When my son, Luke, turned 3, I told him it was time to give up his precious pacifier. He asked me why. Frankly, I was more prepared for a meltdown than a direct, honest question from my toddler, so I fumbled and told him that the “Paci Fairy” comes to visit after your third birthday and takes your paci to give to another baby who's coming into the world. Somehow he bought this feeble story, and one afternoon as we drove north on the highway, I told him it was time. I unrolled his window, and the wind whipped into his face and lifted his wispy beige-blond hair. He bravely stuck one chubby arm out the window-his pacifier held tightly in his little sausage fingers-and we counted, “One, two, three!” and he actually did it. He let go.
If only it were as simple to give up grown-up things. If only the “one, two, three” approach could ease the pain of watching from a distance as your ex-husband walks with another woman, holding hands. Or the despair of facing a holiday with a hole inside so large that you feel yourself slipping through your own cracks. Perhaps love's greatest gift—that it is indeed unconditional—is also its greatest curse.
Like a bad case of acne, the grown-up pains of hurt, loss, resentment, regret, and failure need to fester, pop, and have time to heal. When I was an eye-rolling, unruly teen, my mom told me not to pick at my occasional eruption or I would scar, and I think the same rule applies to our hearts. We cannot expect things to heal if we are always picking at them.
Not far from my house is a beautiful view from Mt. Bonnell, which overlooks the part of the Colorado River we call Lake Austin. It's the place where I first fell in love with Texas, it overlooks the place where I got engaged, and it is a place I have returned to often in the years I have lived here. In the trenches of my divorce, when I had some emotional poison to release (the writer Malachy McCourt says, “Resentment is like taking poison and waiting for the other person to die”), I decided that as a visual person I needed to make a visible statement. I walked up the steps to the lookout point carrying a fistful of helium balloons, one balloon for each ugly thing that I needed to purge. I must have looked ridiculous, like a woman who missed a birthday party, but I walked all the way to the farthest edge and sat down. I said a prayer and named each thing (blame, guilt, regret, fear...) as I let it go, watching each colored balloon swirl away until it became a speck and disappeared into the horizon.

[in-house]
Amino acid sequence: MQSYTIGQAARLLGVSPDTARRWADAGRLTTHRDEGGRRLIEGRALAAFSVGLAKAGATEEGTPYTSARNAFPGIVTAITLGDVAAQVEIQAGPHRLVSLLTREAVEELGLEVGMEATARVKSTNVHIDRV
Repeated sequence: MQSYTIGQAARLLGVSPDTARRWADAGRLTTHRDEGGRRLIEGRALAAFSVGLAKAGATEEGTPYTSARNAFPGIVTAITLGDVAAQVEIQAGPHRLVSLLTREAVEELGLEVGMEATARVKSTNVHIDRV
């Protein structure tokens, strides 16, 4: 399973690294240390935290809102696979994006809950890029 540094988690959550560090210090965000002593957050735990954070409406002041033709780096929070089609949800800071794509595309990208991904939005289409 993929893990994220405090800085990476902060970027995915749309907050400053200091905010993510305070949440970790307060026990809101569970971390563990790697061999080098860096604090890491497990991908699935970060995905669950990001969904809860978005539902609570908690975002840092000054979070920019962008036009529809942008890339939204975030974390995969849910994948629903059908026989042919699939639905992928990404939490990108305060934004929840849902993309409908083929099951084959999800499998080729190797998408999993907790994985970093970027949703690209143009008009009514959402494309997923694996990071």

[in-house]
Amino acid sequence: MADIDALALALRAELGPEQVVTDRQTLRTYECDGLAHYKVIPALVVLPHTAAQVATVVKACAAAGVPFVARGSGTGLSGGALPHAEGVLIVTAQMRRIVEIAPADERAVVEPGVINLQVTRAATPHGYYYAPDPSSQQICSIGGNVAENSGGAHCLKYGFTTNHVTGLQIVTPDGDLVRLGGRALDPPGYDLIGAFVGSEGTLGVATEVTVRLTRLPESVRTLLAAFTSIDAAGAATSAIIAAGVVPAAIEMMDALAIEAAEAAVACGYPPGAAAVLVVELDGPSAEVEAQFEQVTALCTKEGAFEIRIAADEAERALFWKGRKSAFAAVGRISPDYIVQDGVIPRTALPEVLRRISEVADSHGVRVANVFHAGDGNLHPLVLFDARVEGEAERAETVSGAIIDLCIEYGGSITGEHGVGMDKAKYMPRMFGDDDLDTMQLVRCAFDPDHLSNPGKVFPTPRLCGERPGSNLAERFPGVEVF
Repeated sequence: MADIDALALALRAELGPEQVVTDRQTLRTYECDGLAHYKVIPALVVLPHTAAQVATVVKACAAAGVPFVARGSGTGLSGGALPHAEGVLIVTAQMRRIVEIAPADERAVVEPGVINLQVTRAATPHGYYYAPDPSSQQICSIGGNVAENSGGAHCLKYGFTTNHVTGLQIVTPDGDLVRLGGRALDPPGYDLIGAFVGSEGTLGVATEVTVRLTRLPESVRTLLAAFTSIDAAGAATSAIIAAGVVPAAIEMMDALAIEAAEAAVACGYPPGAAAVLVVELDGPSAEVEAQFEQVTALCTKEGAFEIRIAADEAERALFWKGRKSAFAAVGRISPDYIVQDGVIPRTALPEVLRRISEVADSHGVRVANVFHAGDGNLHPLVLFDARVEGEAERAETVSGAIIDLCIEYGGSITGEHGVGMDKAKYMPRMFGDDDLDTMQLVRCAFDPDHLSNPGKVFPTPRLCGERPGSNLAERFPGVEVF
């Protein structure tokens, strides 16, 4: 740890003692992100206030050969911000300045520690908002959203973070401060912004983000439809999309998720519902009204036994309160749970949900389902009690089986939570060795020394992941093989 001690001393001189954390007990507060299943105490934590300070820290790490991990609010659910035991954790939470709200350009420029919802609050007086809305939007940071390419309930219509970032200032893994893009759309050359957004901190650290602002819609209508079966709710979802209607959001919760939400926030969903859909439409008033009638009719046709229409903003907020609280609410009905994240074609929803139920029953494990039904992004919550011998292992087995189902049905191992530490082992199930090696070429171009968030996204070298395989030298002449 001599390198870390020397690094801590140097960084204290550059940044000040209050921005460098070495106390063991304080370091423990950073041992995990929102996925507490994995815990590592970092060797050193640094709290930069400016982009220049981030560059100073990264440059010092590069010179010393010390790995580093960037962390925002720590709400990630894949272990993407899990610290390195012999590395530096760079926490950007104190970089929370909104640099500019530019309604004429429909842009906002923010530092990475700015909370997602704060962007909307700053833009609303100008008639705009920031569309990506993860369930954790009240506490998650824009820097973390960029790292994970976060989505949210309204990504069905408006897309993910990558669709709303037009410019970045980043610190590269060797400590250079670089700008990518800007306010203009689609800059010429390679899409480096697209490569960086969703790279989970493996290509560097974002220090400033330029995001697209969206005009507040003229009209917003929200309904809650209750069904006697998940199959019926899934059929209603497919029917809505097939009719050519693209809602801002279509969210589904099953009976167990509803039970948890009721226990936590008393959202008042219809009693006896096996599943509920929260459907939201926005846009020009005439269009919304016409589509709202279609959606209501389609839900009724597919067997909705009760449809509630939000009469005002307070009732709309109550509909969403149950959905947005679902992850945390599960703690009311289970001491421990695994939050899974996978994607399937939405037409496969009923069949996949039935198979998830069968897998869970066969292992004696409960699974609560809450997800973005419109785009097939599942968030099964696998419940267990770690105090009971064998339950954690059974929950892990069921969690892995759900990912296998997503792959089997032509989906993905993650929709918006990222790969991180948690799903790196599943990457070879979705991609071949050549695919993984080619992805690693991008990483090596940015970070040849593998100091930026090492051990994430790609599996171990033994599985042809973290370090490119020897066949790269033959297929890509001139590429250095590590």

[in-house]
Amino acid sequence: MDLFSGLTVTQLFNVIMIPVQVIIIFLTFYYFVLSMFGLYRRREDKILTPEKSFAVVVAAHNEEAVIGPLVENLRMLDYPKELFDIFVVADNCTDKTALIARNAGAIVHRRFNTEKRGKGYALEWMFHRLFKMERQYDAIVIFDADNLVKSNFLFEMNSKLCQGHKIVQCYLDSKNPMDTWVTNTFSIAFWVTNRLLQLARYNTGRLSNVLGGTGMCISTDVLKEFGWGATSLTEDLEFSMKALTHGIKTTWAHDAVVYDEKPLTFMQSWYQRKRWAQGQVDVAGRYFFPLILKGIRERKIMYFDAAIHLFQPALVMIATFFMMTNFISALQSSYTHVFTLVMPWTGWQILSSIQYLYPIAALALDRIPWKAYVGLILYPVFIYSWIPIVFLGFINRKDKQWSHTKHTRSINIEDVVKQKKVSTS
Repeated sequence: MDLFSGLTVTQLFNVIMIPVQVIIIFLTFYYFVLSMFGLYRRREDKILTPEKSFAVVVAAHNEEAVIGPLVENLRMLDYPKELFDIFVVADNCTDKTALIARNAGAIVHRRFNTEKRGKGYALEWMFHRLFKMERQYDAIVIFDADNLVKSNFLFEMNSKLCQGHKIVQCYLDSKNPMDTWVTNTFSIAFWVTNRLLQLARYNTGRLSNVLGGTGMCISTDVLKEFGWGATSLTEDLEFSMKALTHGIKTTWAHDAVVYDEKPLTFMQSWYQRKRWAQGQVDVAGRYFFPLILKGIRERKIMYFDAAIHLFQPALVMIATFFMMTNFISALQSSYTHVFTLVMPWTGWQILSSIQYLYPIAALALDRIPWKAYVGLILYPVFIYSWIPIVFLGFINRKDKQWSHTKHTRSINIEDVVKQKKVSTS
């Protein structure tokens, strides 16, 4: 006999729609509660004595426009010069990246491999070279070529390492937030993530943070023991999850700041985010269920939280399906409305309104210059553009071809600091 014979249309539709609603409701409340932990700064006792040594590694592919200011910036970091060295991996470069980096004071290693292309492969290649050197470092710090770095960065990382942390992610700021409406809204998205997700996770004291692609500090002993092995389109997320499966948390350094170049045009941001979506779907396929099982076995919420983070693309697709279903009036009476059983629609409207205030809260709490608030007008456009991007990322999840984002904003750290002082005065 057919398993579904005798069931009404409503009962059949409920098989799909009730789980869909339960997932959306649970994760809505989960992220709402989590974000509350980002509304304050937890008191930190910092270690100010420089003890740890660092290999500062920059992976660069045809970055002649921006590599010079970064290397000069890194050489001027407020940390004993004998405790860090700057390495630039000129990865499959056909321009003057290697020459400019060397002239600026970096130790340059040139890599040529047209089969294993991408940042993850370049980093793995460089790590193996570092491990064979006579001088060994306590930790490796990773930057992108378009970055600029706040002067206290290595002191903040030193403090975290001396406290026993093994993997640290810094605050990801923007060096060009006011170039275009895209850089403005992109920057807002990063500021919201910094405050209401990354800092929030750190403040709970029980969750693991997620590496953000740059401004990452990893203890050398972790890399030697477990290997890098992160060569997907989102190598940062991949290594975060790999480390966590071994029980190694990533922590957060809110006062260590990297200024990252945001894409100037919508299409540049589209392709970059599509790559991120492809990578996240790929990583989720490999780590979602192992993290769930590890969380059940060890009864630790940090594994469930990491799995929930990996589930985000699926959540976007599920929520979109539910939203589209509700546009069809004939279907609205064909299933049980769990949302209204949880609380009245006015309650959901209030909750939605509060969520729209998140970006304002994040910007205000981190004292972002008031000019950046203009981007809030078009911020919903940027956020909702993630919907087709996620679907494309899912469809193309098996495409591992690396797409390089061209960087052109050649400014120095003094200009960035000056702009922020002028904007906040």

Only by learning how to let go do we learn how to hold on to what matters. It's as though the shadows created by loss illuminate what remains; the contrast helps us see with great clarity and appreciation the things we were meant to do, the people who are still with us, and those we love deeply who also love us back.
Kristin Armstrong is a contributing editor at Runner's World and the author of Happily Ever After (FaithWords), a guide to coping with the pain of divorce, in bookstores now.
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